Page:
New deacons add even more global flavour to Perth

13 Nov 2008

By therecord

It’s recorded in the Acts of the Apostles that the apostles found themselves becoming more and more overwhelmed with work in ministering to the rapidly-growing numbers of converts to the new faith of Christianity in Jerusalem shortly after Christ rose from the dead.
Their solution? Ordain special assistants to help in administration and other tasks for the Church, freeing the apostles for the critical task of preaching the good news about Jesus Christ.

Seeking their help: The three men due to be ordained lie prostrate before the altar at Good Shepherd Church in Lockridge on November 1 as the congregation chants the Litany of the Saints, an ancient prayer seeking intercession on their behalf. Photo: P Rosengren

By Peter Rosengren
So began the Office of Deacon, special assistants to the Church’s first bishops, whose jobs included preaching the gospel, ministering to the poor, caring for widows and orphans and distributing alms to those in need.
The three newest deacons in the Archdiocese of Perth are Jean-Noel Antoine Marie, Bonaventure Anny Echeta and Jeronimo de Jesus Flamenco, who were ordained to the diaconate by Archbishop Barry Hickey at Good Shepherd Church in Lockridge in front of a packed congregation of several hundred last Saturday evening, November 2.
The three, all of whom studied at St Charles Seminary in Perth, hail from three parts of the globe: Jean-Noel from Mauritius, Bonaventure from Kenya and Jeronimo from El Salvador.
Like many such recent ordinations to the priesthood in the Archdiocese of Perth the three new deacons lend an increasingly international flavour to the local church – both in terms of clergy and the populations gathered in local parishes.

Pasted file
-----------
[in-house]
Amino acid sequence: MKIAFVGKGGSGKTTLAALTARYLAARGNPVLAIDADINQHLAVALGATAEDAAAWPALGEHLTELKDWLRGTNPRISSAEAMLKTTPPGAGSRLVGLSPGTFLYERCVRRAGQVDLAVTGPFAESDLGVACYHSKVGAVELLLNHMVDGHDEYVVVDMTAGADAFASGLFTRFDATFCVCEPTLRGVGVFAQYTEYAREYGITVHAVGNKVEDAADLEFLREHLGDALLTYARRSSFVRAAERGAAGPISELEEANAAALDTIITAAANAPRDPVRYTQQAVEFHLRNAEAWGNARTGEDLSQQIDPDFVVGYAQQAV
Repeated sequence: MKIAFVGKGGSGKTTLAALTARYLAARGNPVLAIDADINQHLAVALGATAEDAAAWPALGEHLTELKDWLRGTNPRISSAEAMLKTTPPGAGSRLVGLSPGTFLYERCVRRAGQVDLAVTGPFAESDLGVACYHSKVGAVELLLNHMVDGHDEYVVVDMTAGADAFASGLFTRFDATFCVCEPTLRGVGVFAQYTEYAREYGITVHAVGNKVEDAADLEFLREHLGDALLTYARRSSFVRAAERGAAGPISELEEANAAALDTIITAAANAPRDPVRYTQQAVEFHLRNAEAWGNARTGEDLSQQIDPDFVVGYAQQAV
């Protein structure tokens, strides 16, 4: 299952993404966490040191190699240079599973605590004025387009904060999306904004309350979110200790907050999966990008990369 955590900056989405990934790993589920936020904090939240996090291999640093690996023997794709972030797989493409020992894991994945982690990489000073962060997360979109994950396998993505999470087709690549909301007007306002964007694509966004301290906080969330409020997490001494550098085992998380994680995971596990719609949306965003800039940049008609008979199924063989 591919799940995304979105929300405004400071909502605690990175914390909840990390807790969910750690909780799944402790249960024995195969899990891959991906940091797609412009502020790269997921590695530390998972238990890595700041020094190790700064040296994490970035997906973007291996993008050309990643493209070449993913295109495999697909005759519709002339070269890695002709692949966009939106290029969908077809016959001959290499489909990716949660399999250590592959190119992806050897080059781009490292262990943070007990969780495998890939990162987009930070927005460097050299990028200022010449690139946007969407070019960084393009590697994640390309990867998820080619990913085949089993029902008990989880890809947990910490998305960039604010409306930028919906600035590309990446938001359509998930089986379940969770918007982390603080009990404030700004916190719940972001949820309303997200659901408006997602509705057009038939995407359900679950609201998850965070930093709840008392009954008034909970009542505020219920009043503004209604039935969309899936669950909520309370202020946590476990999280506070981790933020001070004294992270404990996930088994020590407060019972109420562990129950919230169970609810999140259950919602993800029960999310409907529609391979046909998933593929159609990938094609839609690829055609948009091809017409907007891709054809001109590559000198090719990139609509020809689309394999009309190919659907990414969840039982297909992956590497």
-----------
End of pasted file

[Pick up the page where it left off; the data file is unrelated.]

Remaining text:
Archbishop Hickey said during the ceremony that the task of being a deacon is not a job; it is a special call from God that comes with great importance and responsibilities.
“It must be approached in fear and trembling,” he said of the weighty responsibilities associated with the diaconate.
While all the baptised have a part to play in the will of God for the world, the three new deacons have a special role awaiting them: as deacons they must serve – both the Church and its people, “especially the poor.”
They will not be able to do that “unless they get to know the poor personally. It’s something they have to do,” he said.
“They are to be the love and mercy of Jesus Christ  and the compassion of the Lord for many, many people,” he said of the lifetime of duties waiting in front of them.
As ministers of Holy Scripture they had to be formed by reading the Gospel and preaching it.
“They must know it; they will live the Word themselves and offer it to others,” he said.
In addition they would administer the Sacraments of Baptism and Matrimony and give the Eucharist.
Deacons have a special role assisting the Bishop and are called particularly to minister to people, the Archbishop told the congregation.
They could also go where bishops cannot go, to be with the poor and caring for the sick; they were to become experts in the Gospel.
photos by p rosengren